Melissa Allison follows the world's biggest coffee-shop chain and other Seattle caffeine purveyors.
Starbucks to put Seattle's Best Coffee in 9,000 U.S. Subway shops by year-end, Schultz says
Posted by Melissa Allison
Starbucks is backing away from its long-held dislike of fast food to partner nationally with Subway. Its Seattle's Best Coffee brand will be in 9,000 Subway stores by the end of this year, and will move into more of the sandwich shops next year, CEO Howard Schultz told analysts during a conference call about its quarterly results Thursday.
"Candidly, given the fact that fast-food players have gone after the breakfast business - specifically McDonald's - in such a big way, and made such big push into coffee, their core competitors want to compete directly with them in that space," Schultz said. "SBC is in the infant stages of what it could be domestically and internationally."
The company declined to give details, pending a press release early Friday morning. Subway said almost a year ago that it would test SBC brewed coffee in about 1,900 locations.
Starbucks has long recoiled at the thought of being a fast-food player itself. Schultz said in his 1997 book, "Pour Your Heart Into It," that he was pained by comparisons to fast-food businesses.
The company stuck by that reasoning a few years ago, when McDonald's approached Starbucks about supplying coffee for its new espresso program.
"We passed because it simply was not a good brand fit, and we're confident that was the right decision," Starbucks spokeswoman Deb Trevino said earlier this year.
It hasn't always been as cautious with the Seattle's Best Coffee brand, which it bought in 2003. SBC supplied some McDonald's stores in the Pacific Northwest until a couple years ago, and it has traditional franchises that Starbucks does not.
But there's a difference between being in some fast-food stores in the region and partnering nationally with a company that will soon pass McDonald's in total locations worldwide (about 32,000).
"It's certainly a change in attitude from what they've said in the past," said R.J. Hottovy, a restaurant analyst who follows Starbucks for the research firm Morningstar. "McDonald's probably would have been a stronger partner, given that they still have some company-owned locations, a stronger brand name and a better relationship with franchisees."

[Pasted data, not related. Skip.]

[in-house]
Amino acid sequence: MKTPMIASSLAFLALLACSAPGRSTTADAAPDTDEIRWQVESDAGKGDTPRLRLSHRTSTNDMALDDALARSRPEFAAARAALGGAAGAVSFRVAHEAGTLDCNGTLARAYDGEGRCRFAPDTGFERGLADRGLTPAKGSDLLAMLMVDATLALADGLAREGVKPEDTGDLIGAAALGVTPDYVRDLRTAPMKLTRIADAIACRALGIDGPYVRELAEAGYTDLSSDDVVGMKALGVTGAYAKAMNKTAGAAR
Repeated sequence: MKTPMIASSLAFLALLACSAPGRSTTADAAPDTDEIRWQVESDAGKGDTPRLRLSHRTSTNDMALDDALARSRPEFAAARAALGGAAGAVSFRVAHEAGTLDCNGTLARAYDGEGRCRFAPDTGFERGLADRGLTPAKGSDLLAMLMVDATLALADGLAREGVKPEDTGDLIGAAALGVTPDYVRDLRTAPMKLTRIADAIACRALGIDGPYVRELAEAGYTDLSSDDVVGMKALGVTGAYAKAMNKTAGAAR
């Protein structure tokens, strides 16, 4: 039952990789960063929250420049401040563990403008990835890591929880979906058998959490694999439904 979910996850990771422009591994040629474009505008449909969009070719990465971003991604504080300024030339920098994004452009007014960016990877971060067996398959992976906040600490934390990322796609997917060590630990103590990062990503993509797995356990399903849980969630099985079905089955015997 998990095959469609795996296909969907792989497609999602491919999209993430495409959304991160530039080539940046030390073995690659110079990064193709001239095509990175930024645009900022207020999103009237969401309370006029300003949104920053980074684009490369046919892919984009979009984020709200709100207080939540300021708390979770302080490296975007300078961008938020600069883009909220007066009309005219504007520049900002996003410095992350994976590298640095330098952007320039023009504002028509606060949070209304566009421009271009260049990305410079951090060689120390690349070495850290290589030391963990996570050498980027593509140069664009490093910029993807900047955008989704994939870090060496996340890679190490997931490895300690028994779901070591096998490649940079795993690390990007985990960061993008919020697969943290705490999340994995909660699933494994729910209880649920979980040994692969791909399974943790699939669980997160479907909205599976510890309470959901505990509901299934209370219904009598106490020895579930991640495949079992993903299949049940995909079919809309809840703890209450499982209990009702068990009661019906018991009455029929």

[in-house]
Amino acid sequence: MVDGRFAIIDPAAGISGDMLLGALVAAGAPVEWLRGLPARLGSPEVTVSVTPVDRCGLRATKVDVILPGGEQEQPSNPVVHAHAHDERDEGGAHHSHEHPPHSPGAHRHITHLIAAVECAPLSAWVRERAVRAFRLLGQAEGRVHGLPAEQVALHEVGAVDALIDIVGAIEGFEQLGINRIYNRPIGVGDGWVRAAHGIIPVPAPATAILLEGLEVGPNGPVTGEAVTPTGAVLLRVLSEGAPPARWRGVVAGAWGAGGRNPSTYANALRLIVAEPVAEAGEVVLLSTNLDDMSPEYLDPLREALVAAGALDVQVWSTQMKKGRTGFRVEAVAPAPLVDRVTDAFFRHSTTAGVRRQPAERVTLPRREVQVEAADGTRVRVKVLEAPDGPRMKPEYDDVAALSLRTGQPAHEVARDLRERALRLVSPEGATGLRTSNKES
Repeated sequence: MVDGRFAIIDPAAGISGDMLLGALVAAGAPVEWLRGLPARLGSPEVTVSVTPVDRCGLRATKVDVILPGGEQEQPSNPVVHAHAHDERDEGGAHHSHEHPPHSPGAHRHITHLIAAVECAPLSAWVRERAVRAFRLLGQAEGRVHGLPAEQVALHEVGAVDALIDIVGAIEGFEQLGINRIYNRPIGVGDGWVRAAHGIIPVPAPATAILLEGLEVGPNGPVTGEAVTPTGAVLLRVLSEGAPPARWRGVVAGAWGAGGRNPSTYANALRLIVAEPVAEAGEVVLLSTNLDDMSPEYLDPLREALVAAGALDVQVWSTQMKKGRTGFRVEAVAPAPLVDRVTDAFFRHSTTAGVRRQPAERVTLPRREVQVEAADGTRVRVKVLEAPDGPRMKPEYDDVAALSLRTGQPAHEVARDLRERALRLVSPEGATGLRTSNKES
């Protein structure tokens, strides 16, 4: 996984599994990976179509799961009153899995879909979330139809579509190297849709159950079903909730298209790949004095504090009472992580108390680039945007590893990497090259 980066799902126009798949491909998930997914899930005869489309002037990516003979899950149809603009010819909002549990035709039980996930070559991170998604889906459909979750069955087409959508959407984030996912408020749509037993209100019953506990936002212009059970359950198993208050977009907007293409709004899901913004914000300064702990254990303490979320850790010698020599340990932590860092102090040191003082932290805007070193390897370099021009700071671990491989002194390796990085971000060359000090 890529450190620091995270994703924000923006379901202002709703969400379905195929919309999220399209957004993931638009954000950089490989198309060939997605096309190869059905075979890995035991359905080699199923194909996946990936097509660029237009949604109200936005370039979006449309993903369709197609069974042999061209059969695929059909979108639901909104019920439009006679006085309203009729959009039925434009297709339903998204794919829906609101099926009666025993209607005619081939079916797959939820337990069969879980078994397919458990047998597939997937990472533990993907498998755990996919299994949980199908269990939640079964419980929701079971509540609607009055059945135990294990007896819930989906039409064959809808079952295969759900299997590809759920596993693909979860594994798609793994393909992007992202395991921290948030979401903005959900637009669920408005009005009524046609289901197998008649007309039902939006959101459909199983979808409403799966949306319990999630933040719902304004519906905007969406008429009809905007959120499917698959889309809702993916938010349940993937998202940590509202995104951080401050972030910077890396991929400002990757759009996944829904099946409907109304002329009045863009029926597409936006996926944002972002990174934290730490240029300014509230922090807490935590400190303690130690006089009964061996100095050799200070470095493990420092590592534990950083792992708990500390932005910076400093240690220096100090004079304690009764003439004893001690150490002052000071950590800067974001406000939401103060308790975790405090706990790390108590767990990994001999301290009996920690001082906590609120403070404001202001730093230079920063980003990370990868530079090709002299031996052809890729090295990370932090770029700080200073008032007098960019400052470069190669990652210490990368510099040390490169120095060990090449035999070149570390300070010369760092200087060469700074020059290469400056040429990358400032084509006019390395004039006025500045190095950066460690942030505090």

Still, it's a sign of progress that Starbucks is realizing what it has with SBC, he said. "It's a way of expanding in the U.S. without diluting the Starbucks brand, and Subway is probably just as excited to have a relatively well-known brand name partnering with them as well."
More information on the jump about Starbucks' earnings, including CFO Troy Alstead talking about when it will decide what to do with its $600 million pile of cash.
Investors sent Starbucks shares up quickly after it posted a fourth-quarter profit of $150 million, or 20 cents a share, better than analysts had expected and a vast improvement from its $5.4 million profit during the fourth quarter last year.
Sales dropped 4 percent to $2.4 billion, but the company more than made up for it with $580 million in annualized cost cuts --$30 million better than it had promised Wall Street. For the quarter, operating expenses were down 11 percent to $2.3 billion.
Starbucks also saw its seventh consecutive quarter of same-store sales declines, but the 1 percent drop was the least severe in all those quarters--and better than the 3 percent decline that many analysts expected. It's an improvement from the 5 percent drop last quarter and the 7 percent decline during the fourth quarter a year ago.
After a fiscal year in which it closed more stores than it opened - bringing its worldwide total to 16, 635 - Starbucks plans to slowly start growing again. It expects to add 100 stores in the U.S. and 200 stores internationally in the coming year.
On the call Thursday, Schultz was particularly excited about the company's prospects in China, which he said will someday be its biggest foreign market. Currently, its biggest international markets are Canada and the U.K.
On a recent visit to China, Schultz said, he was reminded of Starbucks' early growth in the U.S. "The China market, which now has nearly 700 stores, holds the potential for thousands," he said.
During the quarter, Starbucks took $53 million in restructuring charges, compared with $99 million in the fourth quarter last year. Without the charges, it would have earned 24 cents a share, better than the 21 cents that analysts expected, according to Thomson Reuters.
Its overhead was up 38 percent to $133 million because of higher performance-based compensation, Chief Financial Officer Troy Alstead said during the call with analysts.
Starbucks expects its Via instant coffee, which recently rolled out in the U.S. and Canada, to be "profit neutral" for fiscal 2010, because of up-front investments in selling the product outside Starbucks stores, Alstead said. Via recently became available in Costco and Target stores.
In answer to a question from the analyst community, which is always eager to know when a company flush with cash will start paying a dividend, Alstead said Starbucks will wait until after its current holiday quarter to make any decisions about how to use excess cash.
When its fiscal year ended Sept. 27, Starbucks had $599.8 million in cash, more than double the $269.8 million a year earlier.
For the year, it earned $390.8 million, up 24 percent from the previous year, on net revenues that fell 6 percent to $9.8 billion.
Investors applauded the results, sending shares up quickly after Thursday's earnings announcement, which came after the close of regular trading. Shares gained 49 cents to $19.70 in regular trading, and another 73 cents to $20.43 in after-hours trading.
Starbucks stock has traded between $7.06 and $21.11 over the past year, down from highs approaching $40 in 2006.
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